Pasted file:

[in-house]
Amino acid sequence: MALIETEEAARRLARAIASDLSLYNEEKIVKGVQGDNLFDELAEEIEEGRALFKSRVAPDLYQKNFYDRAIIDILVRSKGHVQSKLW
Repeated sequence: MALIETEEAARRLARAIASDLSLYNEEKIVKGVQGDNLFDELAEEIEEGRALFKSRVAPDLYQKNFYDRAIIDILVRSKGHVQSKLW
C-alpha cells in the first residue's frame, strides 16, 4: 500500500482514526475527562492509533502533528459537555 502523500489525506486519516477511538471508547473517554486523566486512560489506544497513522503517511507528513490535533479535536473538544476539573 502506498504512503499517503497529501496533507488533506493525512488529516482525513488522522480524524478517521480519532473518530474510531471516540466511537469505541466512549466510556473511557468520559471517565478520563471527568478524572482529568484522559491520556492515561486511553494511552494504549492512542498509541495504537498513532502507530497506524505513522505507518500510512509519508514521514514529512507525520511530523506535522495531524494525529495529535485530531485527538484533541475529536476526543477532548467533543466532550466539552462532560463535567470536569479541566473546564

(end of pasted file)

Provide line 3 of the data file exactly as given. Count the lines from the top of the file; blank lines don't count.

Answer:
Repeated sequence: MALIETEEAARRLARAIASDLSLYNEEKIVKGVQGDNLFDELAEEIEEGRALFKSRVAPDLYQKNFYDRAIIDILVRSKGHVQSKLW